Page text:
Thursday, January 17, 2008

Me, myself and I: Bringing global warming down to size

How do we get people to care about climate change and global warming? The answer may be simpler than you might think. Here’s a clue: What do Americans care deeply about?

Sure, this month Americans are telling the pollsters that they care deeply about the economy, and they do. But Americans consistently tell the pollsters (and any of the rest of us who care to ask) — year in and year out — that they care even more deeply about their health. And they REALLY care about their children’s health, their grandchildren’s health, and the health of anyone and everyone else that they love or care about. Americans care about health, period.

And yet what comes to mind when people think about global warming? Hint: It’s not our health.

Anthony Leiserowitz — one of the nation’s leading experts on this topic has published the answer. His data show that when most Americans think about global warming, what first comes to mind are environmental images — like melting glaciers, endangered polar bears or shrinking polar ice caps. People’s mental imagery of global warming is of inanimate objects and wild animals that, for the most part, exist or live far, far away from us. Some of us care deeply about these far away creatures and landscapes, but most of us don’t.
We care deeply about people. And we care deeply about health. But most of us haven’t yet made the connection between global warming and people, and the connection between global warming and human health. So it should be no mystery as to why most of us don’t yet care deeply about global warming.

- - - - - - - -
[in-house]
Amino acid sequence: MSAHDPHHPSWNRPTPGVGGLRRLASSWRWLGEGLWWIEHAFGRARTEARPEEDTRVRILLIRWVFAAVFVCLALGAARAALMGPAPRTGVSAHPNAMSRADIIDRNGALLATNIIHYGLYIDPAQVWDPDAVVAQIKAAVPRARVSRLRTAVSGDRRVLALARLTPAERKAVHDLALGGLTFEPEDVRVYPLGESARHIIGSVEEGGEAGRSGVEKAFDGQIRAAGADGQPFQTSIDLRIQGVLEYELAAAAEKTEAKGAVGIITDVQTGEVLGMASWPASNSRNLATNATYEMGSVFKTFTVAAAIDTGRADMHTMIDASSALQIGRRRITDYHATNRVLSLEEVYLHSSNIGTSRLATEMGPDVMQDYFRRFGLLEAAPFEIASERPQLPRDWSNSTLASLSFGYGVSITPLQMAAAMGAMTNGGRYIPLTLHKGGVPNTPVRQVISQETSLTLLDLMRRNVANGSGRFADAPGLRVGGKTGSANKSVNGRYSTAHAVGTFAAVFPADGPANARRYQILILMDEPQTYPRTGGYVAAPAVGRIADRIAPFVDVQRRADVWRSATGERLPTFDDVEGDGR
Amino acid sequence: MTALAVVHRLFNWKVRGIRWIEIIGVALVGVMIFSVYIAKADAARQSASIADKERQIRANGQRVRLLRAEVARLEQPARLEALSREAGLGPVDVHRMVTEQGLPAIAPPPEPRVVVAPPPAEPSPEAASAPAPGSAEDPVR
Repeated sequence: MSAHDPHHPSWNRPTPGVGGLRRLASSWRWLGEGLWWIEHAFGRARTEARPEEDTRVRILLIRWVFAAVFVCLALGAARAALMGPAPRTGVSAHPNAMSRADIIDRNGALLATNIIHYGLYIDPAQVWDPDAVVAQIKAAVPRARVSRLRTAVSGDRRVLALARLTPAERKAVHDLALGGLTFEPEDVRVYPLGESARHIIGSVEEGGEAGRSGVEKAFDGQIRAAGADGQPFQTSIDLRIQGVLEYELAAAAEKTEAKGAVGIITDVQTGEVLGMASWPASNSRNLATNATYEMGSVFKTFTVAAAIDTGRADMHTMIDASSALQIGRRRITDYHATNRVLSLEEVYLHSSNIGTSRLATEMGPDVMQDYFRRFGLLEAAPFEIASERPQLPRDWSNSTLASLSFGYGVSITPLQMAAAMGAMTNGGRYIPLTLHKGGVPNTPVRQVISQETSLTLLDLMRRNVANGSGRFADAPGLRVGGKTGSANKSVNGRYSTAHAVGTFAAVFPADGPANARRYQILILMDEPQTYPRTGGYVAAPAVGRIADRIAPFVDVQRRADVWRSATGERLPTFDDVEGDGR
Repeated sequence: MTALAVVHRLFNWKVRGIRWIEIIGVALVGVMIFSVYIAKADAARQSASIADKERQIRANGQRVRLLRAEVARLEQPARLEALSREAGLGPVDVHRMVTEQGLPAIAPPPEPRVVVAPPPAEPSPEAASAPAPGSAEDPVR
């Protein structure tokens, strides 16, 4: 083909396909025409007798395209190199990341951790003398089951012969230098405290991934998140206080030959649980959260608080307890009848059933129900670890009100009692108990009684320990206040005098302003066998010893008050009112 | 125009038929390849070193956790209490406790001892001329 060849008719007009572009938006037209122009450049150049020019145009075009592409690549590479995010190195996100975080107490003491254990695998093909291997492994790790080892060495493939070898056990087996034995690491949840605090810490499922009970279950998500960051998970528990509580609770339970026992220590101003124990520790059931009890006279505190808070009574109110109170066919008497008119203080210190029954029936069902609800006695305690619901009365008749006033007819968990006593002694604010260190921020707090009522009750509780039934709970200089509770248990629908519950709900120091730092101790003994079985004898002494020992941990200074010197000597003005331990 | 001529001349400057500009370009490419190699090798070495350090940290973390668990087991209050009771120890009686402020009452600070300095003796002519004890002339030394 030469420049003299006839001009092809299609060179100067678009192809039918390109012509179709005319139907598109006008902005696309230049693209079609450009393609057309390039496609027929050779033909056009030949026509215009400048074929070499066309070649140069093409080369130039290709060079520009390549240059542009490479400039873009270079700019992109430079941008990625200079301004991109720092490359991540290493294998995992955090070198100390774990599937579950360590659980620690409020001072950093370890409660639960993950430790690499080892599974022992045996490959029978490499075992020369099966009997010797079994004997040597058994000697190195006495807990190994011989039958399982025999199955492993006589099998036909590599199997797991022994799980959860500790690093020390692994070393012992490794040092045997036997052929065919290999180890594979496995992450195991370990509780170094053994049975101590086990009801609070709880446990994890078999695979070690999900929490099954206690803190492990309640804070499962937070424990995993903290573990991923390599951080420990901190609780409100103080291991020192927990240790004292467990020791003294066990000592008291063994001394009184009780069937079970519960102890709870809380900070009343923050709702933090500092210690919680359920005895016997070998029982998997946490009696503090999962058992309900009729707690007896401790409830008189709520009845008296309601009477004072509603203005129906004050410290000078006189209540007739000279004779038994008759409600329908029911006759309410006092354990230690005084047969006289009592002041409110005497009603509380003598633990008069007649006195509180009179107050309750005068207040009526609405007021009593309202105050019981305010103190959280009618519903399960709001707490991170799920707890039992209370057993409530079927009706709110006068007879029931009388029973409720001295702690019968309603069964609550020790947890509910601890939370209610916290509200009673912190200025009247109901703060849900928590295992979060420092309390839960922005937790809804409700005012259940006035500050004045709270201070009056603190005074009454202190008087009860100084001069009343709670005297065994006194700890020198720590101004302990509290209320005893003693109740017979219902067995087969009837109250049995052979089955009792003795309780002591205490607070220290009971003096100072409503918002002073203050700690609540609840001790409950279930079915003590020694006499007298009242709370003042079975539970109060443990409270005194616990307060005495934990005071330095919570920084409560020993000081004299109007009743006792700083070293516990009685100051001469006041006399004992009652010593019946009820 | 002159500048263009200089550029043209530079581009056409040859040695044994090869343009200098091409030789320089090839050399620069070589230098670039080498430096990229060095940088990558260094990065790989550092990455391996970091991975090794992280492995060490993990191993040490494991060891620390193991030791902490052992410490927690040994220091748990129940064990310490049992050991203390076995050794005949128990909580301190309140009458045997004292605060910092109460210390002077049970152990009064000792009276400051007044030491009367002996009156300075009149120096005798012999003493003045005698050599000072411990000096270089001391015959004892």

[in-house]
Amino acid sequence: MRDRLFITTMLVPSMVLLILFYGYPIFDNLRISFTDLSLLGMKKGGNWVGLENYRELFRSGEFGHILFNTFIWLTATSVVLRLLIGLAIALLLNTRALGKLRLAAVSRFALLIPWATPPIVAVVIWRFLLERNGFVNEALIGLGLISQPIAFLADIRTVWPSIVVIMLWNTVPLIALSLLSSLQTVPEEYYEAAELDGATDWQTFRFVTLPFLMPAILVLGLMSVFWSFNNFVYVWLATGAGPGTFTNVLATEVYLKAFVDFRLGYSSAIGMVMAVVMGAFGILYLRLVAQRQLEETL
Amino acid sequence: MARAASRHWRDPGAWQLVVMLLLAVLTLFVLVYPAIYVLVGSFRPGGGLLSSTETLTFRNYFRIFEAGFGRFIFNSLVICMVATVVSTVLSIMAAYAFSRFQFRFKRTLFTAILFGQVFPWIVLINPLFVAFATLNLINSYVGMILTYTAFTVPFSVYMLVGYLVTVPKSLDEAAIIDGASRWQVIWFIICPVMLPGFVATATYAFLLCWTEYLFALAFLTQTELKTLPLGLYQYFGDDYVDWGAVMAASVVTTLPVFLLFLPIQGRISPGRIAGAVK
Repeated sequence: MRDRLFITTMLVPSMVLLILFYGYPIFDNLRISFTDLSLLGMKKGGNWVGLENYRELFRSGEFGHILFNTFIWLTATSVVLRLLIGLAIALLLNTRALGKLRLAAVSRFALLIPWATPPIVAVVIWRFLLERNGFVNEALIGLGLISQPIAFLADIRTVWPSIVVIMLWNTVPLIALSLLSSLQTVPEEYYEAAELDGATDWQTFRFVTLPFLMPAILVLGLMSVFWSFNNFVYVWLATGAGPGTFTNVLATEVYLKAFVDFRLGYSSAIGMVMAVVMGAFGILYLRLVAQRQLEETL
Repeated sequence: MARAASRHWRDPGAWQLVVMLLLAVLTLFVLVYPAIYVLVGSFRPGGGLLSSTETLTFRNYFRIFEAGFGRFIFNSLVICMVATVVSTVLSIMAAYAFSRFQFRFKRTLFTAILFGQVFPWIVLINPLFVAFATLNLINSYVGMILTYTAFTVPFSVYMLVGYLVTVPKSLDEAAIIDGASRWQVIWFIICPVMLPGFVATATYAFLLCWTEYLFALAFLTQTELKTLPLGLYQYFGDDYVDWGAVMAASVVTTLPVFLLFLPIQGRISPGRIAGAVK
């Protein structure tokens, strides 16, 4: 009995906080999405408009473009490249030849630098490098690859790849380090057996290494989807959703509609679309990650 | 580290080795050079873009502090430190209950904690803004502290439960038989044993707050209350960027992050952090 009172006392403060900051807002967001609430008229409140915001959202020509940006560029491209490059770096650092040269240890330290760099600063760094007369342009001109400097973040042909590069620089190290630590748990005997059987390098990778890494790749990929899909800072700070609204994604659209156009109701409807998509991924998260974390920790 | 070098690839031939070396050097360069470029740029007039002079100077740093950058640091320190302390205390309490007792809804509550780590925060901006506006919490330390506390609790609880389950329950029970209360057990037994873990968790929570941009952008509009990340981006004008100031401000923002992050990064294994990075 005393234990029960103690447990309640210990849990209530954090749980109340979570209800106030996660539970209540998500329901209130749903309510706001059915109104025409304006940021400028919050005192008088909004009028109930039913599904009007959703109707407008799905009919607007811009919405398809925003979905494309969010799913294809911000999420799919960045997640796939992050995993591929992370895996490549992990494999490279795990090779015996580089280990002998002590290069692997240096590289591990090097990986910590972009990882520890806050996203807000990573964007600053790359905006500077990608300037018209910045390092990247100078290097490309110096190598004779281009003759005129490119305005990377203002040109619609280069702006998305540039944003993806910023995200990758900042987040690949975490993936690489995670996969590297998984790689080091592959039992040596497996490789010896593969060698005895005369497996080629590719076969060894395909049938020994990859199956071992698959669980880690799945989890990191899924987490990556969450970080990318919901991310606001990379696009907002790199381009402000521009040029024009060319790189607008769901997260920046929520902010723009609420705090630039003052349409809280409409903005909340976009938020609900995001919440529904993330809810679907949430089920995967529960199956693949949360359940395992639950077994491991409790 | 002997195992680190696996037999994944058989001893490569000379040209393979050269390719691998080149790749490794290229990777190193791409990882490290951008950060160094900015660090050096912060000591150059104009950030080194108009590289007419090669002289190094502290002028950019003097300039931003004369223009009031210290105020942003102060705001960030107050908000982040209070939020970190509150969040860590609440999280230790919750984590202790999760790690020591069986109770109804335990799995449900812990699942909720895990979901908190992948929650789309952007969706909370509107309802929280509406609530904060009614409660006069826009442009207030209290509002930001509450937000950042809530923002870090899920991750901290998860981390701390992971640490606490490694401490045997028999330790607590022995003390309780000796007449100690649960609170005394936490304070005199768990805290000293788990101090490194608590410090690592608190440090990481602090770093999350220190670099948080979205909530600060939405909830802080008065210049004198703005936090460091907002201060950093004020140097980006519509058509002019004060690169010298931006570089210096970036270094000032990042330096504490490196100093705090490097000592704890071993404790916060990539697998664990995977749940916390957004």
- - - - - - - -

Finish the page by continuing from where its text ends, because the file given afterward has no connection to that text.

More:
Our job as public health professionals is to help people make that connection. We need to help people see that global warming is indeed a threat to our health, and even more so to our children’s and grandchildren’s health. And we need to help people see that global warming is even more of a threat to the health and well-being of the poorest people in this country, and in this world, because they have the fewest defenses to protect themselves from the threat.

Global warming is about us. If we can tell that story through National Public Health Week and the World Health Organization’s Global Health Day, we will be helping Americans to care deeply about this profound threat to the public’s health.

- Edward Maibach, PhD, MPH2008 National Public Health Week Advisory Committee member and director of George Mason University’s Center of Excellence in Climate Change Communication Research

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